Economic stability facilitates growth

Feb 19, 2018 4:52:47 PM Share this:

The political climate in South Africa has been under the microscope in recent times as Deputy President Cyril Ramaphosa took over the reigns as leader of the ruling party. The Rand immediately gained traction in the days following his appointment and has remained positive since.

There appears to be a shift in political messaging with the intention hopefully being to restore confidence in our markets for foreign and local investors.

It is essential that Government avoid volatile political decisions that affect our economy and influence public economic perception. Despite Harcourts recording an incredibly successful 2017, many sectors of the property market experienced stagnation and a decline in activity

There are many factors that influence buyers and sellers willingness to engage in real estate transactions, however, to a large extent buyers and sellers gauge potential success on general reports and opinions of the market, especially in an emerging market.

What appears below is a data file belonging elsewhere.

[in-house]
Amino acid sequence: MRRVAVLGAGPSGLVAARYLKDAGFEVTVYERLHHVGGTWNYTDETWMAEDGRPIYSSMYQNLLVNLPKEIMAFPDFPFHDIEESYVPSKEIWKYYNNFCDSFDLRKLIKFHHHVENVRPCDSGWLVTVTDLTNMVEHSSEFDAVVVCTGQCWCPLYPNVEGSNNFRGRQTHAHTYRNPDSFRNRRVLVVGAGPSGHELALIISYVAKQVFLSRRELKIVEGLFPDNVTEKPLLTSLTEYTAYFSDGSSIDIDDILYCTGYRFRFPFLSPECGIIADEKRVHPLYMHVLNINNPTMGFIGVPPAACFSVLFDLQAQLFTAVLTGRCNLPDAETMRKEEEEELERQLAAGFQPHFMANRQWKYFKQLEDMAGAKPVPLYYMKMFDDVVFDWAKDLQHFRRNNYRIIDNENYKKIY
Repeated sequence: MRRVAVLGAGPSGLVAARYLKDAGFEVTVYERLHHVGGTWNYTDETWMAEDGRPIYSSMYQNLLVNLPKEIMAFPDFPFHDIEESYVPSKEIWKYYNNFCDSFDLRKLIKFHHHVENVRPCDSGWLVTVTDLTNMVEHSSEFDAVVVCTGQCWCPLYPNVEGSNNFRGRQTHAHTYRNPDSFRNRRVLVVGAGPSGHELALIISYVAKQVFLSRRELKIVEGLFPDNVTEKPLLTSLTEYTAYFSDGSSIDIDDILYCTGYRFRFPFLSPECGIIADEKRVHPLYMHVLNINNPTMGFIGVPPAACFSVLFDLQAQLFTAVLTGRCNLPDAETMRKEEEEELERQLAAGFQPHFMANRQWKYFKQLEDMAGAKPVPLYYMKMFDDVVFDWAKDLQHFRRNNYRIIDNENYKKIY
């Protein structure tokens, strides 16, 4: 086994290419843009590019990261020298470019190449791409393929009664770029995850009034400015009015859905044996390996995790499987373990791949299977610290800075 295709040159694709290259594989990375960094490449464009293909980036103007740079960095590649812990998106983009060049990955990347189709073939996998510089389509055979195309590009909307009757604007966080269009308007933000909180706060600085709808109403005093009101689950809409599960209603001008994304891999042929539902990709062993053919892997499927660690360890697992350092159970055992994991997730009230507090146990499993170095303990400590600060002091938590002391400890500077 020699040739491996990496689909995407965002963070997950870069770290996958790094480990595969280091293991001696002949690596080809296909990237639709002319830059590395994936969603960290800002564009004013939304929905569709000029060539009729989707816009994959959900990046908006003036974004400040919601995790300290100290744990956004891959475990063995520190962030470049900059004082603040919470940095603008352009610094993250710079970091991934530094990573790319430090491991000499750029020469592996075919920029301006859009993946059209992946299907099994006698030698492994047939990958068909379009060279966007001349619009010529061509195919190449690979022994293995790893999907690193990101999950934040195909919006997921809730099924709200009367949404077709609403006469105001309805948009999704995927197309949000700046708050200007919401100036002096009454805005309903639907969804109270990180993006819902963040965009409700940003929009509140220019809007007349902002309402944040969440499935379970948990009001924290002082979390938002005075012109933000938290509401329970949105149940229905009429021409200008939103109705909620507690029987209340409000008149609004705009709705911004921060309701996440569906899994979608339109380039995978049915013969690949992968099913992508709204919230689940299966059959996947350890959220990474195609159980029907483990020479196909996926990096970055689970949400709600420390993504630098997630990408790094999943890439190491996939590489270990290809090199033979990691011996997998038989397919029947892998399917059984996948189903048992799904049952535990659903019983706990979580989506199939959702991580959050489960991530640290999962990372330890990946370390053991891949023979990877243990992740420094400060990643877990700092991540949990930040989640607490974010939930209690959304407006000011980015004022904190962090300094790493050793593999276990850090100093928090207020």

Real estate is an investment, and for most it will be the single largest investment of our lives, so it is understandable that we consider all the external elements before committing. This ideology spills over into other forms of investment too, especially commercial real estate, which assists greatly in business growth and entrepreneurship. When the private sector remains a little apprehensive to invest in real estate - business growth and employment are directly affected.

It is with this in mind that Government needs to aim for stability over the short term. Ensuring our markets remain steady enough to avoid fluctuations that either put our consumers under pressure with rising costs or deter extensive capital investment.

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Topics: Cyril Ramaphosa, economical news